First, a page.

With Hillary Rodham Clinton's concession on Saturday, the real race begins. In the struggle between Sen. John McCain (R-Ariz.) and Sen. Barack Obama (D-Ill.), there will be a fierce competition for Jewish support. Seeing potential weakness in Obama's Jewish flank, McCain will work overtime to grab as much as he can. At the same time, Obama finally has a direct line to compete for Jews without having to fight past Clinton. The battle began almost immediately after the last primary on June 3, when both McCain and Obama (as well as Clinton) spoke to the American Israel Public Affairs Committee (AIPAC).
While the Jewish vote does not seem likely to sway from the norm in the congressional races, where long-standing patterns of huge support for Democratic congressional candidates seem likely to continue and may help the Democrats add to their 2006 gains, in the contest for president things are not so certain. Jews are excited, nervous, concerned and searching for the comfortable. Many are ready to vote for Obama. Some still love Clinton, and are not ready to commit to a candidate. Others feel safer with the better-known McCain.
Does the Jewish Community Matter in 2008?
With their historically high turnout, Jewish voters will help determine who wins the national popular vote if the race is close. But the electoral college system skews that impact. Because of the electoral college, which awards all of a state's electoral votes to the candidate with the most popular votes, the Jewish vote will only matter directly in the presidential race if a state is heavily contested. Jews are concentrated in a number of important states with lots of electoral votes. Only some are battlegrounds. The pivotal states of Ohio and Michigan have relatively few Jewish voters, although a large Jewish turnout in the Cleveland suburbs could be a factor in closely matched Ohio.
Obama is likely to win Illinois and California by large margins, and it would be surprising indeed if he lost New York or New Jersey. Jews, though, are an important block in two battleground states, Pennsylvania and surprisingly Nevada, where Jewish turnout in the Democratic caucuses was extremely high. Jews in the growing cosmopolitan portion of Northern Virginia could be important in a state that now is trending from reliably Republican to contested. In critical Florida, however, the Jewish vote is central. McCain is running well ahead in Florida. If Obama can win over Florida's Jews, he has an outside chance of making the state competitive. The large majority of Florida Jews are Democrats, and had their preferences been counted accurately in 2000, Al Gore would be president. But Florida Jews are older and more traditional than California Jews. Many have ties to New York City, where Jews, while Democratic, are more conservative and where there had been significant conflicts between African Americans and Jews. Many wanted to vote for Rudy Guiliani and might be amenable to voting for McCain.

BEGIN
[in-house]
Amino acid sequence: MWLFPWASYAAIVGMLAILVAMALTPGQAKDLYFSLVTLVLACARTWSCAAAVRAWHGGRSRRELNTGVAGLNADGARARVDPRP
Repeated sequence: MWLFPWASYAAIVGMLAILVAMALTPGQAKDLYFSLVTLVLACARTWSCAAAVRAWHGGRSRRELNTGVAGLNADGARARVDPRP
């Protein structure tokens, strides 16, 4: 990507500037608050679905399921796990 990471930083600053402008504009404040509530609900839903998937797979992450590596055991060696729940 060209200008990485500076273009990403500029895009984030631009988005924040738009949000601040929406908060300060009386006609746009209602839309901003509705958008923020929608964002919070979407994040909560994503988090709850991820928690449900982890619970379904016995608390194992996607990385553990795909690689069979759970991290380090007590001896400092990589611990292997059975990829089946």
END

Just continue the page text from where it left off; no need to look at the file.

A second critical way that Jews matter is in campaign finance. Jews are major campaign donors, principally to Democrats, and they were keys to the Clinton successes in the 1990s. There are also Jewish donors who give to the Republicans, somewhat countering the overall Jewish tilt toward the Democrats. But this year there's a new paradigm: The Obama campaign finance model of small donors tapped numerous times over the Internet has revolutionized campaign fundraising and diluted the role of big donors. Big Jewish donors will have plenty of opportunities to give to the national party committees in larger amounts for the fall. And Obama is expected to be able to tap into additional funds as the Clinton donors move into the Obama camp, where Jewish donors will be back in the game. Jewish Republican donors might make a real difference to the underfunded McCain campaign.
But there is a third, less noticed reason why Jews matter in 2008. In a society that has become less and less informed about politics and government, Jews remain a deeply attentive political community. Intensely concerned about Israel and the protection of the Jewish community, but alert to so much more, Jews offer a candidate a tough audience on policy. Has anybody observed a Jewish audience in the last year that hasn't been seething with questions, insights, disagreements and more regarding the 2008 election? There are no softball questions in a Jewish audience. With a well-known Republican running against a less well-known Democrat, one can hear the agonized process of decision and the wheels churning.